EU Parliament asks Polish PM to stop law primacy court case

·2 min read

WARSAW, Poland (AP) — The European Parliament adopted a resolution Thursday calling on Poland’s prime minister to cancel a case in which he asks a top Polish court whether Poland’s or the European Union's law takes precedence in the country.

The court’s ruling, when it eventually comes, could be of fundamental nature for the EU legal order and for Poland's relations with the bloc. Poland's right-wing government insists that law systems are the sole responsibility of member states, not of the EU.

In their resolution, the European lawmakers stressed the “fundamental nature of primacy of EU law as a cornerstone principle of EU law,” to which all 27 members have agreed in adopting EU treaties.

They called on Poland's Prime Minister Mateusz Morawiecki “not to question the primacy of EU law over national legislation and to withdraw his motion, pending before the illegitimate ‘Constitutional Tribunal’, to review the constitutionality of certain parts of the EU Treaties.”

The resolution was backed by 502 European lawmakers, while 149 were against and 36 abstained. Although a strong statement, the document has no binding power.

Morawiecki asked the Constitutional Tribunal for the review in March after the Court of Justice of the European Union ruled that EU law takes precedence over the Polish Constitution. That ruling came amid a larger dispute over changes to the Polish court system, initiated by the governing Law and Justice party, which the EU views as an erosion of democratic principles and the rule of law in Poland.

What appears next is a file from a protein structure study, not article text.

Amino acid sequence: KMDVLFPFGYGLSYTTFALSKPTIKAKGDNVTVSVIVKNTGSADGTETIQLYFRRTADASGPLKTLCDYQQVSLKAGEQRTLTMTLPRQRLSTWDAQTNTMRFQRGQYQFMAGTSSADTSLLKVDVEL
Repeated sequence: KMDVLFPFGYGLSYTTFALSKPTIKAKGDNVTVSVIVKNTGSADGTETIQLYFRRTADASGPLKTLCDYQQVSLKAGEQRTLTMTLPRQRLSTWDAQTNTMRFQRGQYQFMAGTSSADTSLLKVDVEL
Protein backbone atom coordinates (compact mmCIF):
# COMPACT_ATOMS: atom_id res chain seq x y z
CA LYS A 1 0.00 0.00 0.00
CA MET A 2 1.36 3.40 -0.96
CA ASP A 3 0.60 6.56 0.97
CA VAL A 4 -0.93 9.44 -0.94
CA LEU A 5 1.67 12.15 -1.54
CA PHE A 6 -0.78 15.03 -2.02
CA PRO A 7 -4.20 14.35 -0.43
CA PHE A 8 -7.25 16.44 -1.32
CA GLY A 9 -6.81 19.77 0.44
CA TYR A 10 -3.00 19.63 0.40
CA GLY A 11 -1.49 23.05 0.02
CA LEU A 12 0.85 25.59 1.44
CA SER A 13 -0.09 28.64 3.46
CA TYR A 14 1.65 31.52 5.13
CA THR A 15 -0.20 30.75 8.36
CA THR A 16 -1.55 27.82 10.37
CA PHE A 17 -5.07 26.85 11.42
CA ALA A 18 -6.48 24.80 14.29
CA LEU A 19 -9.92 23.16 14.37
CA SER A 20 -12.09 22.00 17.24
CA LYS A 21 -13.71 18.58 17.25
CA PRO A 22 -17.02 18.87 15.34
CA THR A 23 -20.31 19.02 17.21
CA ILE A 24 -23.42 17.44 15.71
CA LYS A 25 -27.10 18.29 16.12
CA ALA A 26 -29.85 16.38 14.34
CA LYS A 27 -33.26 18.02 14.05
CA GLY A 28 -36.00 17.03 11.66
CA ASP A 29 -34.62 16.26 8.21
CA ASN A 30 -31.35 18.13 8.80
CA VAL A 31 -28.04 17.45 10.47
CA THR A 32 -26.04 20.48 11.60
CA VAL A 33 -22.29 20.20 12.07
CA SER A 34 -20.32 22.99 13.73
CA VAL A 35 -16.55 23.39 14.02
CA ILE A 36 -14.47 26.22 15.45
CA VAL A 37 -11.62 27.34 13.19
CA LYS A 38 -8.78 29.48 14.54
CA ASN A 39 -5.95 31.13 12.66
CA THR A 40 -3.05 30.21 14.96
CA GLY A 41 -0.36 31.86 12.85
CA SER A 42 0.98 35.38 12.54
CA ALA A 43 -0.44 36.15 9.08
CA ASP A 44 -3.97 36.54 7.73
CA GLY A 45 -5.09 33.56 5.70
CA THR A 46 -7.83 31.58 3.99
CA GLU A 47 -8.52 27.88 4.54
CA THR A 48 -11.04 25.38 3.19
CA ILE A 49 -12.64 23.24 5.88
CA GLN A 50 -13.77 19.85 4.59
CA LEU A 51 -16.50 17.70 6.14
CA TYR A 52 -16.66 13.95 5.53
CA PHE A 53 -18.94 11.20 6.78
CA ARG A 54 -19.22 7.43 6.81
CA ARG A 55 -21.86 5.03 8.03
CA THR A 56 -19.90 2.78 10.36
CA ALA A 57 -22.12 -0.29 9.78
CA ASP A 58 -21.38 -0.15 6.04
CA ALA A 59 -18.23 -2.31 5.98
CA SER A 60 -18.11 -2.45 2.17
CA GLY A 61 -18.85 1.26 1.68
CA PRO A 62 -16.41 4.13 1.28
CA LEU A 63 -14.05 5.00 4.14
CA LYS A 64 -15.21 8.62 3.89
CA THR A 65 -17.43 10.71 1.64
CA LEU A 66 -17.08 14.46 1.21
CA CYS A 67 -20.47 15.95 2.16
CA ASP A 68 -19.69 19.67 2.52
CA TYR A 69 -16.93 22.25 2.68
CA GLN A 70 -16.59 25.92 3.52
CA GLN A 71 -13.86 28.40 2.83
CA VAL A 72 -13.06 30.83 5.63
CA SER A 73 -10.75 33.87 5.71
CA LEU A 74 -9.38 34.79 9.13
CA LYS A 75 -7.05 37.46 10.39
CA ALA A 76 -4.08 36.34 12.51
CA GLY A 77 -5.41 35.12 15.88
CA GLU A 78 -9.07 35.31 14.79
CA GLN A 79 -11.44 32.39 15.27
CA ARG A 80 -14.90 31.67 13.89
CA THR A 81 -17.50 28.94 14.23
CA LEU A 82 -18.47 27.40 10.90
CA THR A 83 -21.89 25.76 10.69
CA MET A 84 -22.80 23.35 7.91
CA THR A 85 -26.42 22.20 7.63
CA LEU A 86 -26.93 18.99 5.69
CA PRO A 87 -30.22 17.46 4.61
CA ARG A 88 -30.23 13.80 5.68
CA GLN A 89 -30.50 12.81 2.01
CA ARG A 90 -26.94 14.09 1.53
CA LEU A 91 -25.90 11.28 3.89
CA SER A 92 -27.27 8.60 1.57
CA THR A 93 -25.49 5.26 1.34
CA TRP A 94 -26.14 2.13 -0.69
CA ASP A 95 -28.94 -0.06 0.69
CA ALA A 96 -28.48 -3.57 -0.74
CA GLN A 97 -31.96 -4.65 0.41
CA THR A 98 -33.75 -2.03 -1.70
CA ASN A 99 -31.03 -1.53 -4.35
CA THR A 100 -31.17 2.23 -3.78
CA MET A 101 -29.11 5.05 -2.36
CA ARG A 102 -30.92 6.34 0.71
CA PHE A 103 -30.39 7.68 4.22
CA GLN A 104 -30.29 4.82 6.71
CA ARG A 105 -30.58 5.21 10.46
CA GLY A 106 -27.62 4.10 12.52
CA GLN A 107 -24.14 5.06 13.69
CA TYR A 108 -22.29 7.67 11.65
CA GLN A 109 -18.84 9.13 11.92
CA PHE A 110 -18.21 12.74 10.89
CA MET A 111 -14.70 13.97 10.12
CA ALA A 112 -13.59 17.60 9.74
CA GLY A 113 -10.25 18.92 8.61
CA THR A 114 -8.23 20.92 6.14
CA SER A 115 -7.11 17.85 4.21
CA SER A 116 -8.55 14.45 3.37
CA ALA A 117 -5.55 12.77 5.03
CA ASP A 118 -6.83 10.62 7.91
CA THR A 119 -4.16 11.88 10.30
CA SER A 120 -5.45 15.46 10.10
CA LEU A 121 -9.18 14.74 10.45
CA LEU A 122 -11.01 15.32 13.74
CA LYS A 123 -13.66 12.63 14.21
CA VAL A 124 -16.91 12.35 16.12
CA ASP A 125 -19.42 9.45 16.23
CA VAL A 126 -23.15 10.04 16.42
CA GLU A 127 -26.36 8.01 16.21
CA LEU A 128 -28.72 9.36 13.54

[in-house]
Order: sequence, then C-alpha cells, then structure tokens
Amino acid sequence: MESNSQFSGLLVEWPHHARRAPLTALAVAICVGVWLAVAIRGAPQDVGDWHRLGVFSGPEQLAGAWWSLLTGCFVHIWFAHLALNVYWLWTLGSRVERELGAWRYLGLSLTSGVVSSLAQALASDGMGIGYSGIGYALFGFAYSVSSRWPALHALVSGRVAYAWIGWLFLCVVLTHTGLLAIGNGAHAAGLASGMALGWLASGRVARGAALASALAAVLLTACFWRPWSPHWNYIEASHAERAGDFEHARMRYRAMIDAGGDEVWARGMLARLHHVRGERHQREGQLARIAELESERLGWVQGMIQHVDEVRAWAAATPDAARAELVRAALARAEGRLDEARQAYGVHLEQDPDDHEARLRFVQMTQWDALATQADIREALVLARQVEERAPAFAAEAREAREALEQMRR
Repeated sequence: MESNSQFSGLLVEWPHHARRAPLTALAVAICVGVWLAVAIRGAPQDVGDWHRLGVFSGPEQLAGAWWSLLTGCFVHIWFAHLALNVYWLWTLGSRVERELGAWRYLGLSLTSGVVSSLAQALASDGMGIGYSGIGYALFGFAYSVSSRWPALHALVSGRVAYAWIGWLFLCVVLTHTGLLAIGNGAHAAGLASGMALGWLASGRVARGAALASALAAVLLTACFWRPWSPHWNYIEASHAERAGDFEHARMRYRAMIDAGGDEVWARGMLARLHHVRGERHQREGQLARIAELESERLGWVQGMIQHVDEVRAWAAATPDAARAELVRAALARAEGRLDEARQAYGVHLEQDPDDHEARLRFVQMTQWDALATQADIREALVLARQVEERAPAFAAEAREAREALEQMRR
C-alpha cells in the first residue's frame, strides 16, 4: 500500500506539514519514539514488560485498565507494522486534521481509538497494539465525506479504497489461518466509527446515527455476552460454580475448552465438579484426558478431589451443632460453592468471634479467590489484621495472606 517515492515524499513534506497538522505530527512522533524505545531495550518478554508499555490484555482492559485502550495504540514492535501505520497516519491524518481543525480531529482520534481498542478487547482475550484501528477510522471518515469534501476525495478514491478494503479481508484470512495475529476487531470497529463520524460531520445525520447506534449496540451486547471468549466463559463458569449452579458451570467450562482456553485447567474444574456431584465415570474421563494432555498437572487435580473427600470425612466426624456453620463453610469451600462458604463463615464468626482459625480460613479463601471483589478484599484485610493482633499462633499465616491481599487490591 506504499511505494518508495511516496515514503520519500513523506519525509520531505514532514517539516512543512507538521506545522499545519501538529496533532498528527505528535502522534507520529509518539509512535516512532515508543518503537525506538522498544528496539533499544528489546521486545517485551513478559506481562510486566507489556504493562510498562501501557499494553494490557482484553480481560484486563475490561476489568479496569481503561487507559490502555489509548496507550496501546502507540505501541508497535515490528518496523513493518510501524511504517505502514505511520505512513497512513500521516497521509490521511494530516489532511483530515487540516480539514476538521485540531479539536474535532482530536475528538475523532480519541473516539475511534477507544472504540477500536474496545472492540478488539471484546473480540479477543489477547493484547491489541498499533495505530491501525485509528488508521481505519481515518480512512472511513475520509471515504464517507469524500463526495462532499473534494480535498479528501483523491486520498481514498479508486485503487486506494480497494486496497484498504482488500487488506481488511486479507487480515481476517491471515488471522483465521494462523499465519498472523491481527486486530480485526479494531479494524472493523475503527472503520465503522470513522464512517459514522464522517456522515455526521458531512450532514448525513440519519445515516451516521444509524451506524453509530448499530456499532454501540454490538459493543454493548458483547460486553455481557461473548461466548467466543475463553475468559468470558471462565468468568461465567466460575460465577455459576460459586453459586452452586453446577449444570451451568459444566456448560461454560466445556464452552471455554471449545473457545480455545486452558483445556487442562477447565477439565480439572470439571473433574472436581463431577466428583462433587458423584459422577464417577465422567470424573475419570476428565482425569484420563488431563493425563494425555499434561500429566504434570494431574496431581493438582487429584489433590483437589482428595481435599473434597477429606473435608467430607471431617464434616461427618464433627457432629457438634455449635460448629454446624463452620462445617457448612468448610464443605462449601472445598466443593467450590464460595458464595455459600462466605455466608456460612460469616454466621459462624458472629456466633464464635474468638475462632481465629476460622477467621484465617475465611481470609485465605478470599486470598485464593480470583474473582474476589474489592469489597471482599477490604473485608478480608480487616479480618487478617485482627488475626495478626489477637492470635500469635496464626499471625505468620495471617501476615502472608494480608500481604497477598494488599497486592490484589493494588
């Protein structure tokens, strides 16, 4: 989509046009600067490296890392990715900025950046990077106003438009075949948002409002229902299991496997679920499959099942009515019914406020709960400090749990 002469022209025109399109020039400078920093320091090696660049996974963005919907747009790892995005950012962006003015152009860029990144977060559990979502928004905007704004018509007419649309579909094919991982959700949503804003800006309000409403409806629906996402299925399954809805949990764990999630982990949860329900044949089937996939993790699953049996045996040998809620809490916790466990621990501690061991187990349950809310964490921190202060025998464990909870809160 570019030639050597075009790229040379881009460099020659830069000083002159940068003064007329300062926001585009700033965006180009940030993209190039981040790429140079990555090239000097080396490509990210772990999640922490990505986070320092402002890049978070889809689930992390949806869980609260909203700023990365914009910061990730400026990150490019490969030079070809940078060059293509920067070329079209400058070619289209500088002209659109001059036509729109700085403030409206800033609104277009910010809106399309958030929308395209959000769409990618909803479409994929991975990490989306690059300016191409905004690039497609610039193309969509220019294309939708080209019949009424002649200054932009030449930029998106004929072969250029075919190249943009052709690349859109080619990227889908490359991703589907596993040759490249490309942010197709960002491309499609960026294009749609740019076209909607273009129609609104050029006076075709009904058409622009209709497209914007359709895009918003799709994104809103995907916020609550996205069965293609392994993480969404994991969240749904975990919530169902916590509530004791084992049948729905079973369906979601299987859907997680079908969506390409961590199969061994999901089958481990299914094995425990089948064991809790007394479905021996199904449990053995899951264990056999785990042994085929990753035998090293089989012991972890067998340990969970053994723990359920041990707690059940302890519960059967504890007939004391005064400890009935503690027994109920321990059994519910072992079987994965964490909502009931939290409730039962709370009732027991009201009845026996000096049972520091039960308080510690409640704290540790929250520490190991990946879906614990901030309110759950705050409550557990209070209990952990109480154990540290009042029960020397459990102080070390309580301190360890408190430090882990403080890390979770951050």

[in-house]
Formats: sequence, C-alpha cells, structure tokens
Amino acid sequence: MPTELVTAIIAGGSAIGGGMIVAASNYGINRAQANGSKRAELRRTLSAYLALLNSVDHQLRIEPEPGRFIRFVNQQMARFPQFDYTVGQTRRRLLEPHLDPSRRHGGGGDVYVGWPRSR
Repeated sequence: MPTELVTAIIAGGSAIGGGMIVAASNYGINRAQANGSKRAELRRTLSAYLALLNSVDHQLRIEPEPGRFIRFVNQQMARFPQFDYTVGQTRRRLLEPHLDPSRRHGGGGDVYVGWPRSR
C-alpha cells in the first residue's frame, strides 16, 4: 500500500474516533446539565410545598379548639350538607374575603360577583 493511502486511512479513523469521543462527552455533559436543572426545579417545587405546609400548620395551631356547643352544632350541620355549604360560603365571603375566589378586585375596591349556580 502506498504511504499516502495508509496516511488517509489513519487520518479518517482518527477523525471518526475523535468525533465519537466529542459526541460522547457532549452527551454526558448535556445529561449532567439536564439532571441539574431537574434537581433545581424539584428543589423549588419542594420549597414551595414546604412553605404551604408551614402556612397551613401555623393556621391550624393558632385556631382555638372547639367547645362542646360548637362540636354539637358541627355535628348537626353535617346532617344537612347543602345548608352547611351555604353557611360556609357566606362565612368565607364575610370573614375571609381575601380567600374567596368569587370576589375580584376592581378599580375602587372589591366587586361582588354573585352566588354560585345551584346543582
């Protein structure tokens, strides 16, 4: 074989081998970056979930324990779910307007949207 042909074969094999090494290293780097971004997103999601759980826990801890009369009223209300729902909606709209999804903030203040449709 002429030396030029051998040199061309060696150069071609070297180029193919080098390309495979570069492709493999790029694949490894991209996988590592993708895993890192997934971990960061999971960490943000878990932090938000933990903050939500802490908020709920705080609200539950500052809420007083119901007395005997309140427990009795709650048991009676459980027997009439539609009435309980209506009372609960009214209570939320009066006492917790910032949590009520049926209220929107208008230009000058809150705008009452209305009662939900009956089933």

The next session in the dragging case is set for Sept. 22.

The lawmakers call on the EU Commission, the bloc's executive arm, to launch sanctioning infringement procedures against Poland regarding the continued operation of the Constitutional Tribunal, which is seen as illegitimate due to the political influence on its composition, consisting largely of government loyalists.

The parliament resolution on “media freedom and further deterioration of the rule of law in Poland” also condemned Poland's latest draft bill limiting non-EU media ownership, seen as targeting the U.S. ownership of the TVN station that is critical of Poland's government. It is being processed in Poland's parliament but President Andrzej Duda has voiced his reservations.

The resolution said the draft law is an “attempt to silence critical content and a direct attack on media pluralism,” in violation of EU and international laws.

In view of Poland government's shortcomings on media and legislative issues, the lawmakers urged the EU Commission to apply in response the bloc's rule of conditionality that links payment of EU funds to members' observance of its laws. Poland has repeatedly protested the conditionality rule.

The Associated Press

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